• While the present invention has been described using specific embodiments, it should be understood that various changes, modifications, and variations to the method utilized in the present invention may be effected without departing from the spirit and scope of the present invention as defined in the appended claims. For example, the tubular shaped substrate is illustrated. Other substrates in regular or irregular shape, planar or non-planar shape, rigid or flexible in mechanical characteristic, transparent or non-transparent (to visible light) in optical characteristic, and the like can be applied by the present invention. In an example, zinc oxide material is illustrated using boron as a dopant species. Other dopants such as hydrogen, aluminum, indium, gallium, and the likes may also be used. Additionally, although the above has been generally described in terms of a specific layered structure for CIS and/or CIGS thin film photovoltaic cells, other specific CIS and/or CIGS thin film configurations can also be used, such as those noted in U.S. Pat. No. 4,612,411 and U.S. Pat. No. 4,611,091, which are hereby incorporated by reference herein, without departing from the invention described by the claims herein. Additionally, embodiments according to the present invention can be applied to other thin film configurations such as those provided by a metal oxide material, a metal sulfide material or a metal selenide material.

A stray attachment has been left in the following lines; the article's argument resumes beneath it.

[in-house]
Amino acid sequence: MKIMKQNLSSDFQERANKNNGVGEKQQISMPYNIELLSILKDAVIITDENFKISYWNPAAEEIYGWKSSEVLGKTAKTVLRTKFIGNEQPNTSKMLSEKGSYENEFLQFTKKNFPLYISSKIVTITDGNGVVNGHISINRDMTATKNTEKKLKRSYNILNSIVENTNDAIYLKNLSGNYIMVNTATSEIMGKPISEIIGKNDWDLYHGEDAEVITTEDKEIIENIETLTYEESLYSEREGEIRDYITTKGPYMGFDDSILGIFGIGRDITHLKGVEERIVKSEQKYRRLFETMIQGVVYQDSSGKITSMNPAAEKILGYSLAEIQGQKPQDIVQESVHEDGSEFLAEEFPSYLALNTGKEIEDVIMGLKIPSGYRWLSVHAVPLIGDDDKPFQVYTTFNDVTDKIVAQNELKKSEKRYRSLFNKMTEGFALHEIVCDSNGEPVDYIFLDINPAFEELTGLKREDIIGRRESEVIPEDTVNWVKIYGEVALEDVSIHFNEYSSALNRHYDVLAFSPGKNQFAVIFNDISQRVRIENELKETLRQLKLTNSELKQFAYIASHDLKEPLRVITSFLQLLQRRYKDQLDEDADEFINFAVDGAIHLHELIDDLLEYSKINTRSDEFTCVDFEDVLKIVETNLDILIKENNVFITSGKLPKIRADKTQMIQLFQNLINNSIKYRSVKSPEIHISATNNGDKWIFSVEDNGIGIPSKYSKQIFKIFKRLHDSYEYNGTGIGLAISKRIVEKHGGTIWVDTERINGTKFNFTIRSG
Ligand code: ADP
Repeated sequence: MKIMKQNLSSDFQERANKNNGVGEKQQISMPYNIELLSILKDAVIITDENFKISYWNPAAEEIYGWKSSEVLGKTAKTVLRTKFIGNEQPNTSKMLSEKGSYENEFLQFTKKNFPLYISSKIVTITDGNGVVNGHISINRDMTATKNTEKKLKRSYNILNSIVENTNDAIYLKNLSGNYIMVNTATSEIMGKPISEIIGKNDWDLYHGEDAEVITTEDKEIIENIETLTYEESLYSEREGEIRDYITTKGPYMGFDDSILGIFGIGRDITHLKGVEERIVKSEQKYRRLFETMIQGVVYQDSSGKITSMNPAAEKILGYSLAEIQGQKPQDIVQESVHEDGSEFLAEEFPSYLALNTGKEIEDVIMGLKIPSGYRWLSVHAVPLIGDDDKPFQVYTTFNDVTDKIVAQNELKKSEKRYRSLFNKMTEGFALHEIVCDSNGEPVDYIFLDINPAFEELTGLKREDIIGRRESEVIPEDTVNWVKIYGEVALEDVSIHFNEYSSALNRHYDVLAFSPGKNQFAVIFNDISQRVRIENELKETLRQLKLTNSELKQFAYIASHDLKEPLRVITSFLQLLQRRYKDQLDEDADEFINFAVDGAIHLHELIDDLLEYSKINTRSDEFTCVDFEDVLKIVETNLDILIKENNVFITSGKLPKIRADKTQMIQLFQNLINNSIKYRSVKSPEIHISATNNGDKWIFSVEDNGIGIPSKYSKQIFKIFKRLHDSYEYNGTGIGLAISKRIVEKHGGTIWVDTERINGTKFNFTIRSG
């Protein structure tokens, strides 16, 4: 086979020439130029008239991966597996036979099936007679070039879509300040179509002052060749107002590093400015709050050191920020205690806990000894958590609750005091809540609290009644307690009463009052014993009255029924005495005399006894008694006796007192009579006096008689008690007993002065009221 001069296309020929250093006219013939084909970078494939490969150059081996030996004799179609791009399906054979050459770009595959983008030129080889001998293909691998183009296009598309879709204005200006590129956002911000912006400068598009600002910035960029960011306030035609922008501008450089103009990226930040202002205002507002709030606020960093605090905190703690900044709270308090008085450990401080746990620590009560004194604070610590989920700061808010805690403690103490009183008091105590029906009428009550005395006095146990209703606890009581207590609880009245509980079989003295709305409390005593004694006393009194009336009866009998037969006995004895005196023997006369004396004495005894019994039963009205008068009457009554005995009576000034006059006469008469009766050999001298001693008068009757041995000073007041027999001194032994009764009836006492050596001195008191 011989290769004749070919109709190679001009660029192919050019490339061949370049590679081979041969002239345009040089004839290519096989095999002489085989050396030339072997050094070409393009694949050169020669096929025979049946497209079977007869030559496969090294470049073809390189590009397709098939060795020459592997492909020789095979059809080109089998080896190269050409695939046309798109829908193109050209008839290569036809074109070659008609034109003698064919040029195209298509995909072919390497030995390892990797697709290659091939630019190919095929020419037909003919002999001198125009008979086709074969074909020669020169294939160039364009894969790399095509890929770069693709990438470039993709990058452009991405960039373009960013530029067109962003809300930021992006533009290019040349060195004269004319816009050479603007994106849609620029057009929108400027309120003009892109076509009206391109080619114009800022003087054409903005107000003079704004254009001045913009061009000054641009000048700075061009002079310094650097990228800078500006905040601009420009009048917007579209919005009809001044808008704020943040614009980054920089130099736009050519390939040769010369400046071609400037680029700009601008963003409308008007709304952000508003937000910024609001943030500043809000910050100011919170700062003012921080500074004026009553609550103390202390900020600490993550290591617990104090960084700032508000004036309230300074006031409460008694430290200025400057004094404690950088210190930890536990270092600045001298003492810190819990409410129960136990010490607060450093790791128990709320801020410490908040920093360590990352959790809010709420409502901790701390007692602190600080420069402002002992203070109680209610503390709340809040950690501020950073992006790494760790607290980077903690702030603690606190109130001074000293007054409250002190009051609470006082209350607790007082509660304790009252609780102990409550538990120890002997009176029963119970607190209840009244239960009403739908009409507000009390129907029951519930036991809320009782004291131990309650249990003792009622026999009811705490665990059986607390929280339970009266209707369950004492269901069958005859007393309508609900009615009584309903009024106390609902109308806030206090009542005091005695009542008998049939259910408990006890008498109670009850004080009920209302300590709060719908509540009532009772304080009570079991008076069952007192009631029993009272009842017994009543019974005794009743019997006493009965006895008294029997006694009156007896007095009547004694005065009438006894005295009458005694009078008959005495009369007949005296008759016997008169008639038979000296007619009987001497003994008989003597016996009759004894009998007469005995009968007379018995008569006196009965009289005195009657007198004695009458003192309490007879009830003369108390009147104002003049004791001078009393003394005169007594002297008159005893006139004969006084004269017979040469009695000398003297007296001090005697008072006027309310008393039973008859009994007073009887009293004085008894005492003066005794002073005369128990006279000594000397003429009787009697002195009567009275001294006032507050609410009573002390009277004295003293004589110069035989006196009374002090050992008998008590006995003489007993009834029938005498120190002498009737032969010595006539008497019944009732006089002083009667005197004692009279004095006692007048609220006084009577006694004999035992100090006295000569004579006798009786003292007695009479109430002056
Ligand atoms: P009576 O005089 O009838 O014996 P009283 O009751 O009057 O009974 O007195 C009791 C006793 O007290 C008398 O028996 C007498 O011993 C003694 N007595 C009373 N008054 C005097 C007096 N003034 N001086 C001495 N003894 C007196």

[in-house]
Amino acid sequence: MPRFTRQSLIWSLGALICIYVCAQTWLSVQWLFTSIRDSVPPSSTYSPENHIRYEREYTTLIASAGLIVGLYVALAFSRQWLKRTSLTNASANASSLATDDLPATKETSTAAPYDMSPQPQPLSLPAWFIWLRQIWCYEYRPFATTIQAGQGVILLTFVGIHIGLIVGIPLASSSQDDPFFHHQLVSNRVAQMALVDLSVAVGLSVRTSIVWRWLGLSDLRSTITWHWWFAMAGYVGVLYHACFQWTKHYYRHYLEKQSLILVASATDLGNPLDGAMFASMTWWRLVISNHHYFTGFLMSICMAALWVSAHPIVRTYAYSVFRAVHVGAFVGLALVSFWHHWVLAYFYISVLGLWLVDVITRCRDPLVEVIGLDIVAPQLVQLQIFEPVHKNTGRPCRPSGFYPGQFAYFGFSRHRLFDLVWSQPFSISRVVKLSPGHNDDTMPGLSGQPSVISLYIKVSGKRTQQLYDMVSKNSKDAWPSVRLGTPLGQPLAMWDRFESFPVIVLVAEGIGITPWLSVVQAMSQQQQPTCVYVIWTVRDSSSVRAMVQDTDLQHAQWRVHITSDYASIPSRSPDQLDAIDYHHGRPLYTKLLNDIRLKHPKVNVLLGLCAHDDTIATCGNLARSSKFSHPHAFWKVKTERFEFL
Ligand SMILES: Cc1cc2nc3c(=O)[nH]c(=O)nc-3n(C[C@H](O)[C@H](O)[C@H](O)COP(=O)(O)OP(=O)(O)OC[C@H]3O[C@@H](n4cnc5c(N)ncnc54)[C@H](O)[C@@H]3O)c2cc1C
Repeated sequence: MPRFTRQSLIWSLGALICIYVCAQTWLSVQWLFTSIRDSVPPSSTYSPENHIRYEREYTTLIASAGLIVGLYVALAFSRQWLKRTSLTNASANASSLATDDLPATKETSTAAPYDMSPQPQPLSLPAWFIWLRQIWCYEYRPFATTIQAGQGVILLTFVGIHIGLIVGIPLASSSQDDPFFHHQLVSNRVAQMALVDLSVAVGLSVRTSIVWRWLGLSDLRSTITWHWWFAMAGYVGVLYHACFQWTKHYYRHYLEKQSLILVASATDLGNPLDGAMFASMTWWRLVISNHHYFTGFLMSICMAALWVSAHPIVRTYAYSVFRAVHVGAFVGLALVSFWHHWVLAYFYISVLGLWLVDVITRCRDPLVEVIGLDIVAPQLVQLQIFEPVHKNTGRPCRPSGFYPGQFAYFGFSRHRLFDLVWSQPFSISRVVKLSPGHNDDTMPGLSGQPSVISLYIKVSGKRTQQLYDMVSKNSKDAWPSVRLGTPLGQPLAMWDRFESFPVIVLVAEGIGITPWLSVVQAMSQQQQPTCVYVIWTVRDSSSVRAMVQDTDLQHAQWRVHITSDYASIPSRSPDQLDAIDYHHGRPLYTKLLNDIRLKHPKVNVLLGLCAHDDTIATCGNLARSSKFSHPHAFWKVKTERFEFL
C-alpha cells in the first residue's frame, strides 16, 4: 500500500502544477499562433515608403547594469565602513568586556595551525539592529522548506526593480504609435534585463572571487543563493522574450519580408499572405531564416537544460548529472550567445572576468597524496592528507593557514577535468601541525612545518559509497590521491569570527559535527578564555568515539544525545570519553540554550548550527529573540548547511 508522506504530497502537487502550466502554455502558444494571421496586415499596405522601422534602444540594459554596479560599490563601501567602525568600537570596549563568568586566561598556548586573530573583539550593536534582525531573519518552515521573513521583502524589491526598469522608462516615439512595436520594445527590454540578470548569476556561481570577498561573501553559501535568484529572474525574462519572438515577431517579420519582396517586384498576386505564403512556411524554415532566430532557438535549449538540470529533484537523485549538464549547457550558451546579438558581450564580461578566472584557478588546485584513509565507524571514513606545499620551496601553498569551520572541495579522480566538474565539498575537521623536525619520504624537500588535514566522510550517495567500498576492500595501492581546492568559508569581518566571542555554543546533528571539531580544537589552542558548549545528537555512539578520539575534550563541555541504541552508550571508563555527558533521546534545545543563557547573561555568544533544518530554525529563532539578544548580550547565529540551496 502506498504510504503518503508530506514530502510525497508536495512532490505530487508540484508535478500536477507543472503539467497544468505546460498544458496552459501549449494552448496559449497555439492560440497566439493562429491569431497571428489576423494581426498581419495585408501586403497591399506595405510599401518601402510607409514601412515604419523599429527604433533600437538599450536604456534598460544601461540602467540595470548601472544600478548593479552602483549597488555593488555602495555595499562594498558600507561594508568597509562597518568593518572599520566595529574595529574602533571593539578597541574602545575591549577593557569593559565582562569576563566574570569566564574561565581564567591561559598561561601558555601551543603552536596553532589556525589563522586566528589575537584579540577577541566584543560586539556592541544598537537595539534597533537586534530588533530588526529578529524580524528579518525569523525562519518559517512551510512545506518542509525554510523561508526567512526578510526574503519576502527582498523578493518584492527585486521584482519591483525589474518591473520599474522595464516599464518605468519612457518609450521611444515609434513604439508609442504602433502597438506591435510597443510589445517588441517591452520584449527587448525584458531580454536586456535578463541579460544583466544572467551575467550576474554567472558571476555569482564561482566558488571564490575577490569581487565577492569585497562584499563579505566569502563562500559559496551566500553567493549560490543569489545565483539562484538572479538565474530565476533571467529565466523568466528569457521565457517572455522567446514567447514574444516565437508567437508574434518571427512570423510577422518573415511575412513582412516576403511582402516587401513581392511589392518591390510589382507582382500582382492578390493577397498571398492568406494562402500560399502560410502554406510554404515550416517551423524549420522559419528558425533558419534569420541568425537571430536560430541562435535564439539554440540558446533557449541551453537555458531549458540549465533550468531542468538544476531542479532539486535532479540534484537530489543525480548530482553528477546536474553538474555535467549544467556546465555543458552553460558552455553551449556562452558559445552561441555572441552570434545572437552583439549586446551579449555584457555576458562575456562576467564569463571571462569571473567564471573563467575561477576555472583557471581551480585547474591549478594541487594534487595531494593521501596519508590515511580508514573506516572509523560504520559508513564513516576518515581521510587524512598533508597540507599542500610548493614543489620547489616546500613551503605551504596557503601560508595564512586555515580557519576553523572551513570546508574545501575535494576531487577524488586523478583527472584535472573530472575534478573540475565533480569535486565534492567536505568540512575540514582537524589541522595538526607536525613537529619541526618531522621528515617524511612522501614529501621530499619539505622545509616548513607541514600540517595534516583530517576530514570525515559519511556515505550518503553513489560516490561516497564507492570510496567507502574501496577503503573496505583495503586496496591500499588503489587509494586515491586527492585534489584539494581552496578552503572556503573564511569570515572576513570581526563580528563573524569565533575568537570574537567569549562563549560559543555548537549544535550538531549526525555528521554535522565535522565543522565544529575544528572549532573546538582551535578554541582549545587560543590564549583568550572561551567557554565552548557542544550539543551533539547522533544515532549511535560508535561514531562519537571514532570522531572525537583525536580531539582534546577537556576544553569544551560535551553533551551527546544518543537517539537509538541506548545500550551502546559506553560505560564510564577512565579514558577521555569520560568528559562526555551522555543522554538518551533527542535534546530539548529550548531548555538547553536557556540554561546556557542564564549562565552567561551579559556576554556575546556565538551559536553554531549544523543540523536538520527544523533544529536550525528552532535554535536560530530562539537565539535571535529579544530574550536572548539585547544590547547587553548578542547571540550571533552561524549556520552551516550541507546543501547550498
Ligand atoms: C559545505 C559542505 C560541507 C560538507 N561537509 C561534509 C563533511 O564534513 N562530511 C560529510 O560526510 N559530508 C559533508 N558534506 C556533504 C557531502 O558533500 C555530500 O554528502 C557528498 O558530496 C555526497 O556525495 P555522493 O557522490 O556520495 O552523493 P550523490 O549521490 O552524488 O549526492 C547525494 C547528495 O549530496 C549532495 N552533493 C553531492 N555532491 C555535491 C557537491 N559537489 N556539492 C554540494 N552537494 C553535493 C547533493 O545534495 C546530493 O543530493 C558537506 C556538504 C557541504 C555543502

Claims (27)

1. A method for fabricating a shaped thin film photovoltaic device, the method comprising: